Sometimes in my rambles through other blogs I come upon a person who writes verse and posts it.  Occasionally some of it is passably good, but unfortunately most of it is awful.  I won't give specific examples because I really don't want to hurt people's feelings.  I understand that these people are immensely proud of what they've done -- they've written poetry -- isn't that wonderful?  But they can't see that what they've written isn't really poetry: first, they are too close to it; second, they are totally unfamiliar with any of the basics of poetic composition; and third, they have no sense of rhythm or metaphorical construction. 
       Their "poetry" is about as good as my figure drawing -- that is, embarrassingly bad.  I 've said before that my friend who is a trained artist informed me of that fact, and after she pointed out things that were wrong, like the proportion of the human body, I agreed with her.  But my point is, I couldn't really see it at first; I was proud of what I'd done because it was something I'd never tried before, but I was too close to it and I didn't have any technique.  I'm sure these blog versifiers can't see their flaws, either.  I'm not condemning them for that, but I do have to say, some of the stuff just makes me squirm.
     To make poetry, it takes more than simply adding some rhyme and limping meter to a sequence of words. So what does turn versification into poetry?  I'm going to quote a paragraph from Max Cairnduff's review.  The character in the novel, Adam, is living in Spain but he doesn't speak Spanish well at all.  Therefore: "For much of the book then the bulk of Adam’s conversations are notional. Things are said to him, but whether what he understands is what was meant is far from clear. That sounds potentially annoying but instead it’s very funny, and something more than that – it’s a metaphor for poetry itself. Adam understands Spanish as a reader understands a poem. Sensed meanings, which may or may not be intended. Multiplicities of interpretations, those chosen coming as much from what Adam brings to the conversation as to what was actually said. Adam’s conversations exist in the space between him and the words he understands, like poetry exists in the gap between the reader and the words on the page."  [My boldface in both cases]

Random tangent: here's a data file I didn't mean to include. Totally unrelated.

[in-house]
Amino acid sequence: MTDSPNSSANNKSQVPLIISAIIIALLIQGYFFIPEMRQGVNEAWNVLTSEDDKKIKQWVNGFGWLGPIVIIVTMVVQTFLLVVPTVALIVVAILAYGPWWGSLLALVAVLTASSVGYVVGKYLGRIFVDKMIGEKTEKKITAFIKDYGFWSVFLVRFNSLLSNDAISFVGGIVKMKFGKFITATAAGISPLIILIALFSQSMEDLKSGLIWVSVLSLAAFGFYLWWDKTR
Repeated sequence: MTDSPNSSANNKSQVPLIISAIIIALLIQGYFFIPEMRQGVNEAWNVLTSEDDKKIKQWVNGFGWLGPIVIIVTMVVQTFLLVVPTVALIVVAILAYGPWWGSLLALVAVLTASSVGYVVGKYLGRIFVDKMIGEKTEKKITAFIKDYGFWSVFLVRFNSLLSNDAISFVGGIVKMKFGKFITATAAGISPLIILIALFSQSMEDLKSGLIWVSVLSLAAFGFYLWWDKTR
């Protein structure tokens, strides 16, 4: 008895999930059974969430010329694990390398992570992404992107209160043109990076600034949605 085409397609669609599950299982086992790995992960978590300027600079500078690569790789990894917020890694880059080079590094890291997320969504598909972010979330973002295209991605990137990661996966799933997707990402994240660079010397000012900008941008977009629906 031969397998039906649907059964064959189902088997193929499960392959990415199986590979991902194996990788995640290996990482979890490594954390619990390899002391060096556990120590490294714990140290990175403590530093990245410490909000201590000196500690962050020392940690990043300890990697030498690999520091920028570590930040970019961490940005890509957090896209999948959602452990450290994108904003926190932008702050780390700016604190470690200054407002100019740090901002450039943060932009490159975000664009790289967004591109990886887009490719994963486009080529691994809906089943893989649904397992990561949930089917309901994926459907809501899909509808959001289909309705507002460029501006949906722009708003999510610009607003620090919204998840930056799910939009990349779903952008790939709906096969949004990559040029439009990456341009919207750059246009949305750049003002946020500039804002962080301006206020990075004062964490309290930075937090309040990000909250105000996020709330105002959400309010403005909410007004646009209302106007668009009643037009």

With writers of doggerel, there is no such gap.  The sentiments expressed might just as well be rendered directly in prose, and probably better done so, because there wouldn't be all those distracting misapplications of rhythm and rhyme.
       I wrote that kind of poetry when I was in high school.  Some of it wasn't too bad -- I had a little poems included in a college anthology as the prefatory piece and one of my profs said it reminded him of Emily Dickinson.  However, my balloon was quickly popped when as an English major in my sophomore year I took the requisite Introduction to Poetry course.  I discovered what good poetry really is and I immediately said, "I can't do anything like this," and I quit writing the form.  I haven't written anything since except a few poems for one of the later Ki'shto'ba volumes, which were absolutely essential to the story.  Whether they are considered any good, only time will tell.  I can always use the excuse that they were actually written by a giant termite in an alien language and translated by Prf. Kaitrin Oliva in the 30th century, so I'm merely channeling them from the future! (LOL)
       What poetry does is to take words and put them together in special ways that suggest far more than the sense of the words themselves.   How this is accomplished I'll discuss in that later post, where I'll give examples.  Poetry is not easy and can't be understood with one superficial skimming -- to be appreciated properly, a poem requires strenuous attention.  In illustration I want to conclude with another experience of my own.